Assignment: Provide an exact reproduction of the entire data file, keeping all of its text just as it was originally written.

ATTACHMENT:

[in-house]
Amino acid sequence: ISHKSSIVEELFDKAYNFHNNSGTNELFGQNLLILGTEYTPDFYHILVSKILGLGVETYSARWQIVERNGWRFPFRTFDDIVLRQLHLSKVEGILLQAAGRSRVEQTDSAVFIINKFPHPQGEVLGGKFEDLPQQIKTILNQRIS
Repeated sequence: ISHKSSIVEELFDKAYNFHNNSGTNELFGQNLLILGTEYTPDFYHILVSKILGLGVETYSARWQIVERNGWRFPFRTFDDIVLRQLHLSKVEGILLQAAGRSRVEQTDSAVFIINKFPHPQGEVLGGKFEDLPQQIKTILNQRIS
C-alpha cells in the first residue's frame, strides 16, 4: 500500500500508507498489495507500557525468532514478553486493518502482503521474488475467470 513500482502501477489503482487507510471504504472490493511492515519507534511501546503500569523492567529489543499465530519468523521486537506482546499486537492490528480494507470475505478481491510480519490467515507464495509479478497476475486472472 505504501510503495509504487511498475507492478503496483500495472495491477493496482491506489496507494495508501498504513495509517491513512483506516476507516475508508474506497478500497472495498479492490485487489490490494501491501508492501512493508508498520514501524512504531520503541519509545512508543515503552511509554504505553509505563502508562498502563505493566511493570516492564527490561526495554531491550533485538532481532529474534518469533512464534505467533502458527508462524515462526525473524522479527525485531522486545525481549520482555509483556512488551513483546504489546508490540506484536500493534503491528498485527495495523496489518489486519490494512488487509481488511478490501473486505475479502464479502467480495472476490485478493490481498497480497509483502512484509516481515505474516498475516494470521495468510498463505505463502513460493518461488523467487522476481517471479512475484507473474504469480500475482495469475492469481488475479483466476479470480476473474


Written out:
[in-house]
Amino acid sequence: ISHKSSIVEELFDKAYNFHNNSGTNELFGQNLLILGTEYTPDFYHILVSKILGLGVETYSARWQIVERNGWRFPFRTFDDIVLRQLHLSKVEGILLQAAGRSRVEQTDSAVFIINKFPHPQGEVLGGKFEDLPQQIKTILNQRIS
Repeated sequence: ISHKSSIVEELFDKAYNFHNNSGTNELFGQNLLILGTEYTPDFYHILVSKILGLGVETYSARWQIVERNGWRFPFRTFDDIVLRQLHLSKVEGILLQAAGRSRVEQTDSAVFIINKFPHPQGEVLGGKFEDLPQQIKTILNQRIS
C-alpha cells in the first residue's frame, strides 16, 4: 500500500500508507498489495507500557525468532514478553486493518502482503521474488475467470 513500482502501477489503482487507510471504504472490493511492515519507534511501546503500569523492567529489543499465530519468523521486537506482546499486537492490528480494507470475505478481491510480519490467515507464495509479478497476475486472472 505504501510503495509504487511498475507492478503496483500495472495491477493496482491506489496507494495508501498504513495509517491513512483506516476507516475508508474506497478500497472495498479492490485487489490490494501491501508492501512493508508498520514501524512504531520503541519509545512508543515503552511509554504505553509505563502508562498502563505493566511493570516492564527490561526495554531491550533485538532481532529474534518469533512464534505467533502458527508462524515462526525473524522479527525485531522486545525481549520482555509483556512488551513483546504489546508490540506484536500493534503491528498485527495495523496489518489486519490494512488487509481488511478490501473486505475479502464479502467480495472476490485478493490481498497480497509483502512484509516481515505474516498475516494470521495468510498463505505463502513460493518461488523467487522476481517471479512475484507473474504469480500475482495469475492469481488475479483466476479470480476473474